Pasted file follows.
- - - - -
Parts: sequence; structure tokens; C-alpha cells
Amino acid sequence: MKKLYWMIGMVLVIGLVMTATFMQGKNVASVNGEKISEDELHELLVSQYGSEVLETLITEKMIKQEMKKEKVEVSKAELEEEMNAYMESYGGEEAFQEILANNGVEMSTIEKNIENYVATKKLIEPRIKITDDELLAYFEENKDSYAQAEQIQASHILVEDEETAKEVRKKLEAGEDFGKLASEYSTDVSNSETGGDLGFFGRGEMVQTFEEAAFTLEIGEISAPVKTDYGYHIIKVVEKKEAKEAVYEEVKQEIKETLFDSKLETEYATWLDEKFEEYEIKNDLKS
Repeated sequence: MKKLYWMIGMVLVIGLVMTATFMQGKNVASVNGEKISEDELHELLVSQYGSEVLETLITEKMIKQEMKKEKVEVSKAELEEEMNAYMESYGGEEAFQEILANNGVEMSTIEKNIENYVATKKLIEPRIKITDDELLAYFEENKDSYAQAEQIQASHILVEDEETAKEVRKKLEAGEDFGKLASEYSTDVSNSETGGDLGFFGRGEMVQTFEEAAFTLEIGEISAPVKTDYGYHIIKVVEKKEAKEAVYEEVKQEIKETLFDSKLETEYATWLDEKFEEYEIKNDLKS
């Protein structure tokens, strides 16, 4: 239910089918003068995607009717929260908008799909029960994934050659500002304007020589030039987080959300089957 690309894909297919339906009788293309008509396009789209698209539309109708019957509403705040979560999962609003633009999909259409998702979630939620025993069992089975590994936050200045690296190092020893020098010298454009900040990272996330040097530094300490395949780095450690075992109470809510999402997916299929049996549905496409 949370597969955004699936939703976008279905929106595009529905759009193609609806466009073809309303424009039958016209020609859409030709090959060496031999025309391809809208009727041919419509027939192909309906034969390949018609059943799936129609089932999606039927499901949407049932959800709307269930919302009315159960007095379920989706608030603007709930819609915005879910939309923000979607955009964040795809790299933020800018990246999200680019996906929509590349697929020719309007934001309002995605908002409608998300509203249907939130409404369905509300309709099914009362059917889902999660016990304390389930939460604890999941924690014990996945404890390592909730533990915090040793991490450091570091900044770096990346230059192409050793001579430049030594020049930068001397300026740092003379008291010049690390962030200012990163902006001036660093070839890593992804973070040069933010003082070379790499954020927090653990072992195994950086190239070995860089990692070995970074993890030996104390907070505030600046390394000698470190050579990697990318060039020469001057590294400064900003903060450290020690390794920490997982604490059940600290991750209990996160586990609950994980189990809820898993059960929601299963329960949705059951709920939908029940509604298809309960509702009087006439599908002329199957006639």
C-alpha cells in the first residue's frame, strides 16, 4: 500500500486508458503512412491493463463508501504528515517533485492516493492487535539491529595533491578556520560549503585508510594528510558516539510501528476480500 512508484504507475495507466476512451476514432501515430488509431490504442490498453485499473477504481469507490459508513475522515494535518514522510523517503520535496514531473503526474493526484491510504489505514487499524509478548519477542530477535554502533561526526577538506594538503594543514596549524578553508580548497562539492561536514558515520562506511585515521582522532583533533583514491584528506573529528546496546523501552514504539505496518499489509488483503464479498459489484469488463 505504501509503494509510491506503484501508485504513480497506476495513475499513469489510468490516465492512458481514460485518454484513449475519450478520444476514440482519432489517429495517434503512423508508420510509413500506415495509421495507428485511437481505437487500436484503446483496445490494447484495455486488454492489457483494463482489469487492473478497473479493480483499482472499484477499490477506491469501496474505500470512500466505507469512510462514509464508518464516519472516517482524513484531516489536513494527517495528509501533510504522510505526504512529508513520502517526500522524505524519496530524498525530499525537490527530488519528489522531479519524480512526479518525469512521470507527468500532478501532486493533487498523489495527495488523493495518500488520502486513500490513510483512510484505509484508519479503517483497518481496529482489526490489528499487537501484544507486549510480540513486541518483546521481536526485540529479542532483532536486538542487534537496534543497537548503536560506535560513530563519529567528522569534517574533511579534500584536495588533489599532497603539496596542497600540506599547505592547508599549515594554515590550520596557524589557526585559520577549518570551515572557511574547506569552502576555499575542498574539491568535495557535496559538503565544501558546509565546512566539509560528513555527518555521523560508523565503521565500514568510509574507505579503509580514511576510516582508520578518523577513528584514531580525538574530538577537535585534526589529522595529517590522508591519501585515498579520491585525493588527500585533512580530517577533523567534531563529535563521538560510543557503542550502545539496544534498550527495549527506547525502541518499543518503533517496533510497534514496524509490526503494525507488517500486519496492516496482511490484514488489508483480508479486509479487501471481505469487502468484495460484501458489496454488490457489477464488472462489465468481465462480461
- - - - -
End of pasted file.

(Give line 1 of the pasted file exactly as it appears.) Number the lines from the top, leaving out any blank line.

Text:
Parts: sequence; structure tokens; C-alpha cells